Stop Using ROI Alone and Start Doing Math to Learn LTV
Which is better, ROI or LTV?
Many marketing teams are dependent on return on investment (ROI) as their primary metric for success. This calculation is used to measure how effective a team or campaign is performing against the investment. However, the simplistic calculation can give us a misleading indication of true success. To really understand your campaign’s performance we should dive deeper into all the factors involved.
The base calculation of ROI is defined as (Profit – Cost) divided by Cost.
This is a good overview of the simple way of figuring out ROI. However, marketing departments have many variables, and we can tweak our formula to be even more specific.
Cost is usually associated with the cash spent, but it can also include an assortment of parameters. SaaS products specifically used, outsourced creatives, image rights you purchased, or or other campaign considerations. And if you are doing it right, you should be consulting with legal from time to time to ensure compliance. This cost, if not in house, should be noted on the expense column.
Time is one of the biggest factors when determining true ROI. Is this based on 30 days, 3 months, or 3 years? To help understand a fair time table think through several factors: sales cycle and add that to end of campaign, perhaps MQL vs. SQL or a ratio there of, and could report in a pattern that fits product cycle.
Profit can be determined simply or more detailed. Profit should be determined based on cash calculations for the company. Whether it is up front, payment plans, LTV focused, etc. should be reflected in the ROI calculation within the timeframe and cost structures above.
The amount of variables can be quite large, and in some cases pedantic. However, if you take the time to set up an excel sheet thoroughly with all potential variable cost, it should auto pop your calculations quickly. A working template that each team member can utilize or customize will make your reports a true reflection on the numbers.
Now to take this to the next level, take the template to determine opportunity cost. Do the math before your campaign. Insert the expectations into your new calculations and compare one campaign to the other.
Realism is another element to add to the reporting. By calculating the true cost, true profit, and opportunity cost, you can add in stress tests to see how things would look in best case/worst case scenarios. The stress tests encourage good questions about what it would take to achieve the best or what can happen to create the worst case scenarios. Both bring out dependabilities to influence marketing success.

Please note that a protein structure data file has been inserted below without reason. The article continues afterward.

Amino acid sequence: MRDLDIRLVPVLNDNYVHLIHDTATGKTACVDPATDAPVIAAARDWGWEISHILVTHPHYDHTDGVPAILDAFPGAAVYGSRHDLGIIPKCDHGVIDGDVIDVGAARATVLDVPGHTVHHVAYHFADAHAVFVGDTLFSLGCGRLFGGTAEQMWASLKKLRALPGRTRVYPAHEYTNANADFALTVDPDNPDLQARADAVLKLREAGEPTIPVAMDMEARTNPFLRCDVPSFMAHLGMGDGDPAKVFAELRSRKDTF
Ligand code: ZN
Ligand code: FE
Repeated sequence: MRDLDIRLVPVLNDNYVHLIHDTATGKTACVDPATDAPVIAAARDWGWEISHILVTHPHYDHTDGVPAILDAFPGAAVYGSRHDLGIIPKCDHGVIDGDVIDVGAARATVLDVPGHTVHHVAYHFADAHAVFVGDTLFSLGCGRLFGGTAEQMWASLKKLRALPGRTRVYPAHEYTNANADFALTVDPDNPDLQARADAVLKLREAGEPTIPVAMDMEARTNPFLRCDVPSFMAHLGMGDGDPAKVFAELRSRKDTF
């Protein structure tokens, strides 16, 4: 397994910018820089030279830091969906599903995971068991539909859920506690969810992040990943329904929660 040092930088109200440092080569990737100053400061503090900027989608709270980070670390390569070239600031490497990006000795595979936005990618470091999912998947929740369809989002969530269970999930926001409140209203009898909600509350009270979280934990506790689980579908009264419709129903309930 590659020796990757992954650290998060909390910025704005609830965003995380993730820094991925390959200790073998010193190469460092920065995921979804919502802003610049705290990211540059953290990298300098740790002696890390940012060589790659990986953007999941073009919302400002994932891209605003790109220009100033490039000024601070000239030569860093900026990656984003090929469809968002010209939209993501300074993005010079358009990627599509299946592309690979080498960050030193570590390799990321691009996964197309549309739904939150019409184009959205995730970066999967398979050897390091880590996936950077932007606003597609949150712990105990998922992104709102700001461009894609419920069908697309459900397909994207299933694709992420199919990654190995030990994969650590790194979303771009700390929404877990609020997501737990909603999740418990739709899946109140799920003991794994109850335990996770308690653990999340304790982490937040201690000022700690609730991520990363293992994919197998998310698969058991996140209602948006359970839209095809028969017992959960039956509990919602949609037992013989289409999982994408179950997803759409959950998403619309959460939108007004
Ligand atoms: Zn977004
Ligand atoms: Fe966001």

A good practice is discuss this with the team so everyone agrees. Then take the time to educate your superiors so they have buy in and input as well. Going forward, everyone will have the same vocabulary and formulas as they report on marketing.
As good as ROI is in revealing return, it has some drawbacks. In order to really make decisions on whether you should do, or continue, a campaign, you should evaluate your Life Time Value (LTV) which is the amount of money given to company by a customer.
LTV is calculated as : Average Revenue – (Cost of Acquisition + Average Cost of Maintaining) = LTV
Like ROI above, we can determine this in multiple ways. The first obvious assertion is time. Time is usually a known number, lifetime. You can average this out to determine what it IS, not what you HOPE, it to be.
The cost of acquisition is average cost it requires to get a new paying customer. This may vary by channel, but can also be averaged out from all the known customer flows.
Cost of maintaining is harder to define as you can get really granular. We do suggest doing this though, as the hard work and good questions will benefit the team in multiple ways. Many aspects could be: customer support, server cost, hosting costs, 3rd party tools, on going updates from development, API costs to run, as well as any factor your company deems a burden such as time, legal compliance, etc.
Having this calculation in an excel sheet will again save time and make the process part of your decision making. Let’s review when and how to use these metrics.
How are ROI and LTV different?
- ROI is a metric at an exact moment. LTV is the true reward for increased business
- ROI works well for short term projects and experiments. LTV is the mark to judge strategy
- Using both gives a better understanding of the story and its context.
A good example of how this works is coupons. This form of marketing dilutes profit from the initial sale. So our ROI will be very small for the campaign. For example, let’s say you make $15 from it. Based on this metric alone, you may lean toward not running it, considering you usually make $45 in profit. But what if the LTV of a customer is $115. You may look at the long term effect and decide it is a good decision to shave some profit now, to gain much more in the future. LTV alone is not a definitive yes, as cash flow may influence decisions as well as the period of time to collect full amount. But with both metrics in hand, you are better equipped to make a good decision and have a great discussion with your team.